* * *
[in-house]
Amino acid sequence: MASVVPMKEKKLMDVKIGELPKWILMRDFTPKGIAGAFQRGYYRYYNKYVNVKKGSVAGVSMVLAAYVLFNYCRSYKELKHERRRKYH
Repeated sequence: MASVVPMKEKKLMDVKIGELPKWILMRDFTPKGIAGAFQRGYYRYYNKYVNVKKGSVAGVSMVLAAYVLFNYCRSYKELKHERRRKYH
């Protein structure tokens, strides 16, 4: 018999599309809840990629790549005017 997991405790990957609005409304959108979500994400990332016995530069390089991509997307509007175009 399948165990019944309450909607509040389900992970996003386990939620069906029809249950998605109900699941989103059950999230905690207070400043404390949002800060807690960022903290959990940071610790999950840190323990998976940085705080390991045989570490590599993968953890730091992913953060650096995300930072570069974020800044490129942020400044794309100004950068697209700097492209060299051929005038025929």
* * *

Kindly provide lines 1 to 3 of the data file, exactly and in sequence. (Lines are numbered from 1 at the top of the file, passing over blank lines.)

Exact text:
[in-house]
Amino acid sequence: MASVVPMKEKKLMDVKIGELPKWILMRDFTPKGIAGAFQRGYYRYYNKYVNVKKGSVAGVSMVLAAYVLFNYCRSYKELKHERRRKYH
Repeated sequence: MASVVPMKEKKLMDVKIGELPKWILMRDFTPKGIAGAFQRGYYRYYNKYVNVKKGSVAGVSMVLAAYVLFNYCRSYKELKHERRRKYH